Born in Hubei province, Yan Zhi dropped out of school when he was 17 to take over his father’s job as a printer. The following year he published his first poems. In 1992 he became a journalist with a local newspaper before starting his own media agency. In a major coup he bought up space in the provincial papers and then persuaded 50 home appliance brands to market their products through him.
It wasn’t until 2003 that Yan made his first move into property, following his difficulties finding a new headquarters. As far as he knew a lot of his friends were facing the same problem. So in 2005 he embarked on Zall Development’s first project, No. 1 Enterprise Community. It was designed to house HQs for small and medium-sized enterprises and within two years more than 100 companies had moved in.
Watch out Yiwu
Yan’s dream is to build China’s biggest wholesale trading centre, returning Wuhan to its role of 500 years ago. North Hankou is his flagship project. Back in 2007 it was a rubbish dump in Wuhan’s northern suburbs but Yan has invested Rmb6 billion to build North Hankou International Trading Centre, covering 3 million square metres (for perspective, the vast Venetian Macau resort is a third of its size). He has focused on wholesale markets for items like shoes and clothes, and many firms have moved out of Wuhan’s old commercial centre Hanzhengjie to Yan’s new facility.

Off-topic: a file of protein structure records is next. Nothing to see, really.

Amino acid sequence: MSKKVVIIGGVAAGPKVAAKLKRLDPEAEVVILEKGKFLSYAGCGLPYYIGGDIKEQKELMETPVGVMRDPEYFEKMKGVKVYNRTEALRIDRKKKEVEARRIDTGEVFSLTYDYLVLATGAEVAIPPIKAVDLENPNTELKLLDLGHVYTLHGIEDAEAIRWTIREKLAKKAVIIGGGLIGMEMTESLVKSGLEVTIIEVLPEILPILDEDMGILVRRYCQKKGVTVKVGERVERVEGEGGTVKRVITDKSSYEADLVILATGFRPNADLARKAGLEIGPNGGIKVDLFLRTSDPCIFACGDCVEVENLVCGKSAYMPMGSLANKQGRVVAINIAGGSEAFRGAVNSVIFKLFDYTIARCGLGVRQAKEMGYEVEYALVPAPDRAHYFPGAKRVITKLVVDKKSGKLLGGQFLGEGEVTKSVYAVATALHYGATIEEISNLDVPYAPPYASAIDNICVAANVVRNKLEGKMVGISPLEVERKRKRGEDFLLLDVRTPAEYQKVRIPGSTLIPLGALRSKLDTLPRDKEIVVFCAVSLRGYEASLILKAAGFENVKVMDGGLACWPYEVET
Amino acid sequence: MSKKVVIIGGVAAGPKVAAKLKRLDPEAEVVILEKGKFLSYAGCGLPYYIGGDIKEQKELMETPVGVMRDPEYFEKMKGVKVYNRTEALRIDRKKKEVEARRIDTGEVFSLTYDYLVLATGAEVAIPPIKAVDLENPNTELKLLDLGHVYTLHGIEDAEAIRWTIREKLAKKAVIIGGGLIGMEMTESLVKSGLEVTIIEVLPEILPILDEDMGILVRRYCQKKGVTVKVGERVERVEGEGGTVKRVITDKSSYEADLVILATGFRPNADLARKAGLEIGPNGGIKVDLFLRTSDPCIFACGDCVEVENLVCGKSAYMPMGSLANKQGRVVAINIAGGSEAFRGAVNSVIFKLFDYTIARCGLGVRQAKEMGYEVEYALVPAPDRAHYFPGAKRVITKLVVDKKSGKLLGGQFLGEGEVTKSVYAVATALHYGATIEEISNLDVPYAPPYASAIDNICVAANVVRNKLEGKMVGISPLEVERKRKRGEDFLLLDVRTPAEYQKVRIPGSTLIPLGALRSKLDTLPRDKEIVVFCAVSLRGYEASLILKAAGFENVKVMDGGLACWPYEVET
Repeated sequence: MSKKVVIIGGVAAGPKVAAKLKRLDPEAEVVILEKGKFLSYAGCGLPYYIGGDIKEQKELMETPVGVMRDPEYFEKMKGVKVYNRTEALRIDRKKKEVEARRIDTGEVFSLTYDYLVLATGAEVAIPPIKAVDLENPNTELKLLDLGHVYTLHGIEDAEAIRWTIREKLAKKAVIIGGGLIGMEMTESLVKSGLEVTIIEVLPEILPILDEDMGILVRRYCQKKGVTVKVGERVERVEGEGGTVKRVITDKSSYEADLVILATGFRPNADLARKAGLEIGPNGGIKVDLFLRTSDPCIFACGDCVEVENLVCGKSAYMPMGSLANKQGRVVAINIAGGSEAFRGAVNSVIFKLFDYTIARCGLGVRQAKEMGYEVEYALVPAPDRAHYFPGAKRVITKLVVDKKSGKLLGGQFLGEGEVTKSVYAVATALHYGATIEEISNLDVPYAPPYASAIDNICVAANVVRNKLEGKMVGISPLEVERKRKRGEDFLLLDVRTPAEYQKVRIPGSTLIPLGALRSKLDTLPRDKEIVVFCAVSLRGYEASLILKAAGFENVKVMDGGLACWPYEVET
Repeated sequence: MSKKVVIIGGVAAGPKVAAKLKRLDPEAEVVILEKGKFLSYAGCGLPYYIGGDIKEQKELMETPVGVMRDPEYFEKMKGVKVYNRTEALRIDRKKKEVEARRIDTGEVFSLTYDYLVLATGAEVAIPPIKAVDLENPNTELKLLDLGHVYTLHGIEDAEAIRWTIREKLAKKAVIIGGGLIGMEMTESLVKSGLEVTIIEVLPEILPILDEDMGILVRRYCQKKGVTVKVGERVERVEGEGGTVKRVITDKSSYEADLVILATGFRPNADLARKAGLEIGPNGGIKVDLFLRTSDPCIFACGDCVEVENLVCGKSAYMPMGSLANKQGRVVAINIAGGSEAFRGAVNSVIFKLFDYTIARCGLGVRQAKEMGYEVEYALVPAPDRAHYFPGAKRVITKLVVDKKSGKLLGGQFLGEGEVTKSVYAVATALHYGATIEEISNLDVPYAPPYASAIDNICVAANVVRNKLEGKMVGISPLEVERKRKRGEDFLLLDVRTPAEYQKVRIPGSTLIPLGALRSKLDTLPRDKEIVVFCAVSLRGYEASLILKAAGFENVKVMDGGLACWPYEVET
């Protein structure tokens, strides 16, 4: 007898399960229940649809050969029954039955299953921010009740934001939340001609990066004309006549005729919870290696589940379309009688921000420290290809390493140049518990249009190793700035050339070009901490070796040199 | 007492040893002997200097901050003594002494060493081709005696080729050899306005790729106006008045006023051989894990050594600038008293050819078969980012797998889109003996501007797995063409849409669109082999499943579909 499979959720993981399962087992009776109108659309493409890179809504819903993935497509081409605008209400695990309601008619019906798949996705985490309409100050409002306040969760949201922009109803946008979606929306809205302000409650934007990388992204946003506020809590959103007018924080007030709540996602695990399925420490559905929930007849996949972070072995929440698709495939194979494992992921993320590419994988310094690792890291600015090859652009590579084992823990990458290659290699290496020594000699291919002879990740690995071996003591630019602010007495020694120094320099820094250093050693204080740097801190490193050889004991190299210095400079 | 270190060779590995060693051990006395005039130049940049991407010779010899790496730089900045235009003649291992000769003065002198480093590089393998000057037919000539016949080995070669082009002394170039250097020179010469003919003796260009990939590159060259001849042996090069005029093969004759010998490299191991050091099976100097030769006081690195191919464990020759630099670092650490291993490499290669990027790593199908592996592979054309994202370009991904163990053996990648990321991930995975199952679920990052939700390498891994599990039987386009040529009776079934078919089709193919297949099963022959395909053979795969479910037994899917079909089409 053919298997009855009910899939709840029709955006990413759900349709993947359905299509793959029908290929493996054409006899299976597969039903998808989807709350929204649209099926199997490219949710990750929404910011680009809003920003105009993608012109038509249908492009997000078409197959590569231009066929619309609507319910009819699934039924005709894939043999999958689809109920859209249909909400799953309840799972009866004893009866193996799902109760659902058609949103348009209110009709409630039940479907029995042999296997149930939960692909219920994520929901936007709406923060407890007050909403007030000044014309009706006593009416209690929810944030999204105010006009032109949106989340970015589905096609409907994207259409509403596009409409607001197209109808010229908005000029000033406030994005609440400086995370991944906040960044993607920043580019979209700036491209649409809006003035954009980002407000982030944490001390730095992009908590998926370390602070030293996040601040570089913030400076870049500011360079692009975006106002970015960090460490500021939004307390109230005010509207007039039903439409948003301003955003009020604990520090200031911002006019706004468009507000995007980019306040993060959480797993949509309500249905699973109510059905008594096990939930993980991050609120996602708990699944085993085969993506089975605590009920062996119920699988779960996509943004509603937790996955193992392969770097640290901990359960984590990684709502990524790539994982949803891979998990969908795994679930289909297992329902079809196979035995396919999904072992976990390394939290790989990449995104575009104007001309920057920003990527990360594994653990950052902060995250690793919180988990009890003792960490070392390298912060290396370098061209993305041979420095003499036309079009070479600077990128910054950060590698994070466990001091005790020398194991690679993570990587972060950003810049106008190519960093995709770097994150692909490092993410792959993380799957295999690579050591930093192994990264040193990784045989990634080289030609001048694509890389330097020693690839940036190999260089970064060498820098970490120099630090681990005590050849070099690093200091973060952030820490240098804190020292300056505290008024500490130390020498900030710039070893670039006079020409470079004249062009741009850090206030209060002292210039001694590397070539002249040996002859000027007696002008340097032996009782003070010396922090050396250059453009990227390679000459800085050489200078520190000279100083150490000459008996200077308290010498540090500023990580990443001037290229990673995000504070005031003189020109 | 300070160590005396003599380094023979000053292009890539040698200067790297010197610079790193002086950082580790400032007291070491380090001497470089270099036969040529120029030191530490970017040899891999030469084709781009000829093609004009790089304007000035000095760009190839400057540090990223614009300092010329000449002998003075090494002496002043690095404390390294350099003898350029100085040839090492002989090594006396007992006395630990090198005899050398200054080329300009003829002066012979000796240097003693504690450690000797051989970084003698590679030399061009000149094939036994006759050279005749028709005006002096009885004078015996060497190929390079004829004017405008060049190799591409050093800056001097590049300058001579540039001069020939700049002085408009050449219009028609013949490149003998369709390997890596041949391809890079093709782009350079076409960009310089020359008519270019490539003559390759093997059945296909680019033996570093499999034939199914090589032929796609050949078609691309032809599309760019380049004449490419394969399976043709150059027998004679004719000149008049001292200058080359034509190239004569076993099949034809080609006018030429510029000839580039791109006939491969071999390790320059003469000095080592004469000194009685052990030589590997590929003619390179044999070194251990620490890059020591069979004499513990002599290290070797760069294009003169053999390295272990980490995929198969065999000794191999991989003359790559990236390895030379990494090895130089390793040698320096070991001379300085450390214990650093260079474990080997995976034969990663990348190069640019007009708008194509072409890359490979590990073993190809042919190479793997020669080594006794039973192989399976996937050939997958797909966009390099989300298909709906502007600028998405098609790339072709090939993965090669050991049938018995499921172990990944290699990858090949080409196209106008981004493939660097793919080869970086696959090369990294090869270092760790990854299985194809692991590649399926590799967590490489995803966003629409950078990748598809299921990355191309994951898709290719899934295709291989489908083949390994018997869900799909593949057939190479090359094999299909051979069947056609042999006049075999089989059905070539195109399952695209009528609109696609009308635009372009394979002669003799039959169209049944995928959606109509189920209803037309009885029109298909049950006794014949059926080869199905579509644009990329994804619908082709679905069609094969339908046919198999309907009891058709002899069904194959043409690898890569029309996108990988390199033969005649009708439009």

By the end of 2011, Zall Development reported that total revenues rose 218% to Rmb2.45 billion, while gross profits soared 387% to Rmb1.74 billion year-on-year.
In Yan’s view, Wuhan is well-positioned as China’s manufacturing heartland moves from the coast to the west. His prediction is that the Yangtze river will become an even more crucial artery and he has acquired a port operator to accompany his other investments in Wuhan.
Yan’s firm is listed in Hong Kong and his personal fortune is Rmb7.76 billion.
And to relax
“Some people like to go to the spa, or do their nails. I enjoy poems, that’s my hobby.”
So far Yan has published 18 books of his poetry.
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